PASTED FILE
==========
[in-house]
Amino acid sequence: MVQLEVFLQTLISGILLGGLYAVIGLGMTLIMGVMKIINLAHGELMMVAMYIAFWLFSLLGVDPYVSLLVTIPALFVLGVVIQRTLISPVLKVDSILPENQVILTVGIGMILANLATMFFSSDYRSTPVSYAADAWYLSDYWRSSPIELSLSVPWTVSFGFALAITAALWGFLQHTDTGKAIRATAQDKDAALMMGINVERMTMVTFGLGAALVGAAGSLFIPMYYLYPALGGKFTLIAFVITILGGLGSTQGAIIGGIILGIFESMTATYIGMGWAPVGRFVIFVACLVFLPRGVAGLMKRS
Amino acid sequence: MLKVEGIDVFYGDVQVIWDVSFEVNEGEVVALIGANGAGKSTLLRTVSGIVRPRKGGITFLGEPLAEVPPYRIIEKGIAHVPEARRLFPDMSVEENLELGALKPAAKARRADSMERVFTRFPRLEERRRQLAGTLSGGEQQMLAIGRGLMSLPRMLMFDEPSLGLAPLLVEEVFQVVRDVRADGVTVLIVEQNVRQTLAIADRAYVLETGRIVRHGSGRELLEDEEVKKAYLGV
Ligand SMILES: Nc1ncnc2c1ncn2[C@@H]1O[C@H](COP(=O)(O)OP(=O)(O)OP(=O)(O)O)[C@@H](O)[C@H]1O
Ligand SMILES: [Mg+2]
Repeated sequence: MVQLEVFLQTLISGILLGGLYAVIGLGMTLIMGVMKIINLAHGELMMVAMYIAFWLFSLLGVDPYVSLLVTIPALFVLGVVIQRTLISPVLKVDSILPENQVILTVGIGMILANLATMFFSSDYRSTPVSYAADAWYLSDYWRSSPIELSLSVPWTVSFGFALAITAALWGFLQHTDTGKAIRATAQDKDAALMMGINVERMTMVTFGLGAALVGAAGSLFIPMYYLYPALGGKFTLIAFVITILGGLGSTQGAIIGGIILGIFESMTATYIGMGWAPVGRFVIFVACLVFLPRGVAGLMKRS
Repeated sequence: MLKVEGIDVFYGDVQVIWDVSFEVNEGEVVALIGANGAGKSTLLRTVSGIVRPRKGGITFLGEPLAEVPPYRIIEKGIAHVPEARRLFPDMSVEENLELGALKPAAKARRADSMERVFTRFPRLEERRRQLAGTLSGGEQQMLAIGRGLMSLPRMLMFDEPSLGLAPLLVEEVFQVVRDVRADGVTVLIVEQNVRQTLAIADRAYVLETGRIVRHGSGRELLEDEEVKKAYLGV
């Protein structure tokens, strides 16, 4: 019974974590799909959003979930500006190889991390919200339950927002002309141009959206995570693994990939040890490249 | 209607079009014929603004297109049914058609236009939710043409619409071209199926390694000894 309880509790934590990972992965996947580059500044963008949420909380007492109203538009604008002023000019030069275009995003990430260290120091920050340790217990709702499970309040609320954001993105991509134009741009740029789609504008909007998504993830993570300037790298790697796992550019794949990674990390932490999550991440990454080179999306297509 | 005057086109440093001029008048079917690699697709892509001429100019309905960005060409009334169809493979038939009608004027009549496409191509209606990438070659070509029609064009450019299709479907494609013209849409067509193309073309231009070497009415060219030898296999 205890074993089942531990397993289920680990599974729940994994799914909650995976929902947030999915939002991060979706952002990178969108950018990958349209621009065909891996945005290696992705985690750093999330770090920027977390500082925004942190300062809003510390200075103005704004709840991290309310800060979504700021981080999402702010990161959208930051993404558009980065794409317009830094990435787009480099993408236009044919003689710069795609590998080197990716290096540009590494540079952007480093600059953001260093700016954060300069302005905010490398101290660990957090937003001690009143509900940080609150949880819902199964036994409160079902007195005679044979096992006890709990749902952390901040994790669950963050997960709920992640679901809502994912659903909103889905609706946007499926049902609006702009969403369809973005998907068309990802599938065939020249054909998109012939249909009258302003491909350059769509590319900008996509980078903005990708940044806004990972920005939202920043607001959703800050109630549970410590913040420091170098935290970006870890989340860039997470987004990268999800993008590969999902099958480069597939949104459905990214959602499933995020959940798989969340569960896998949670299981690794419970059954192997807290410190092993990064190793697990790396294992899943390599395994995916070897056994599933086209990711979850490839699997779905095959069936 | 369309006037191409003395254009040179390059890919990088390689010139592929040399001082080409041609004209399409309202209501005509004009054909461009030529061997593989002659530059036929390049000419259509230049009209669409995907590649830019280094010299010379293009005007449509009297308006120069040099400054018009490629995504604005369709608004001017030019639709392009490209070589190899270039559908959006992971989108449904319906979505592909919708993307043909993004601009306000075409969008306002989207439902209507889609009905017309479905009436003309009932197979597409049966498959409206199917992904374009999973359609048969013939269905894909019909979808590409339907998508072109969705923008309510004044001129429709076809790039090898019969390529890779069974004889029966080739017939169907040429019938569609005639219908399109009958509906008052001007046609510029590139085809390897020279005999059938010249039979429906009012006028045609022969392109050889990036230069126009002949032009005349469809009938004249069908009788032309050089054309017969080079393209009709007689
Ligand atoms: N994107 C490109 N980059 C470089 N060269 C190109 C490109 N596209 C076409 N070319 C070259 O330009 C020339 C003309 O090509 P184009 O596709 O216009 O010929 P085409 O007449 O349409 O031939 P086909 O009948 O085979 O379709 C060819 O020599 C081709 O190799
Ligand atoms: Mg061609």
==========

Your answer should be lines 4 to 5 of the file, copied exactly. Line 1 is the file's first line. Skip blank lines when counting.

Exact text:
Ligand SMILES: Nc1ncnc2c1ncn2[C@@H]1O[C@H](COP(=O)(O)OP(=O)(O)OP(=O)(O)O)[C@@H](O)[C@H]1O
Ligand SMILES: [Mg+2]